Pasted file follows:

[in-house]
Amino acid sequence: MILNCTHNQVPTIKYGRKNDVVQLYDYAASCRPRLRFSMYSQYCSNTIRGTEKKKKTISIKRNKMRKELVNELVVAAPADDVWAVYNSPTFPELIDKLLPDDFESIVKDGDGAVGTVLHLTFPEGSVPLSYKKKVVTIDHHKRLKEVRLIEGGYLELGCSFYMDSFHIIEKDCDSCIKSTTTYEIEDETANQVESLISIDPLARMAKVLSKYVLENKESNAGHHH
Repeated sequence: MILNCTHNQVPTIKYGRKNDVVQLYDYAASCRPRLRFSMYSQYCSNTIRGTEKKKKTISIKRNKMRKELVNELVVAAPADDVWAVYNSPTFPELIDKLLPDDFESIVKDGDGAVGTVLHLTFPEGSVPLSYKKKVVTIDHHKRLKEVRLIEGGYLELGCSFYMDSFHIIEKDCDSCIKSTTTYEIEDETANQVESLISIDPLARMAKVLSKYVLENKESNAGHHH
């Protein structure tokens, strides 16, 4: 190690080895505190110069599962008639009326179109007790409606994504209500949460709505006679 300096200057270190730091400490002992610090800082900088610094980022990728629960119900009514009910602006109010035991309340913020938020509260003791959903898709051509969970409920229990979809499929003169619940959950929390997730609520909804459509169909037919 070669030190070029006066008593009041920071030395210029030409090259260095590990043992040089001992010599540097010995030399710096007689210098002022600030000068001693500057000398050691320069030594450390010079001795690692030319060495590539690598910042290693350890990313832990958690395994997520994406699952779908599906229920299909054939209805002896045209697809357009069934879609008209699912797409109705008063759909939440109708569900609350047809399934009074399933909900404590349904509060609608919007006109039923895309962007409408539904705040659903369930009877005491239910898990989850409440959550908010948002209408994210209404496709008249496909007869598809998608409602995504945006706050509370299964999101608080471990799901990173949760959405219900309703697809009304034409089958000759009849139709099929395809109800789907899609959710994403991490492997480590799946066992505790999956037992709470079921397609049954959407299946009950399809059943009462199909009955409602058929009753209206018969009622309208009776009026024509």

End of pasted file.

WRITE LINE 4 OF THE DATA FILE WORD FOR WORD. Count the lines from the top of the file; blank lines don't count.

């Protein structure tokens, strides 16, 4: 190690080895505190110069599962008639009326179109007790409606994504209500949460709505006679 300096200057270190730091400490002992610090800082900088610094980022990728629960119900009514009910602006109010035991309340913020938020509260003791959903898709051509969970409920229990979809499929003169619940959950929390997730609520909804459509169909037919 070669030190070029006066008593009041920071030395210029030409090259260095590990043992040089001992010599540097010995030399710096007689210098002022600030000068001693500057000398050691320069030594450390010079001795690692030319060495590539690598910042290693350890990313832990958690395994997520994406699952779908599906229920299909054939209805002896045209697809357009069934879609008209699912797409109705008063759909939440109708569900609350047809399934009074399933909900404590349904509060609608919007006109039923895309962007409408539904705040659903369930009877005491239910898990989850409440959550908010948002209408994210209404496709008249496909007869598809998608409602995504945006706050509370299964999101608080471990799901990173949760959405219900309703697809009304034409089958000759009849139709099929395809109800789907899609959710994403991490492997480590799946066992505790999956037992709470079921397609049954959407299946009950399809059943009462199909009955409602058929009753209206018969009622309208009776009026024509």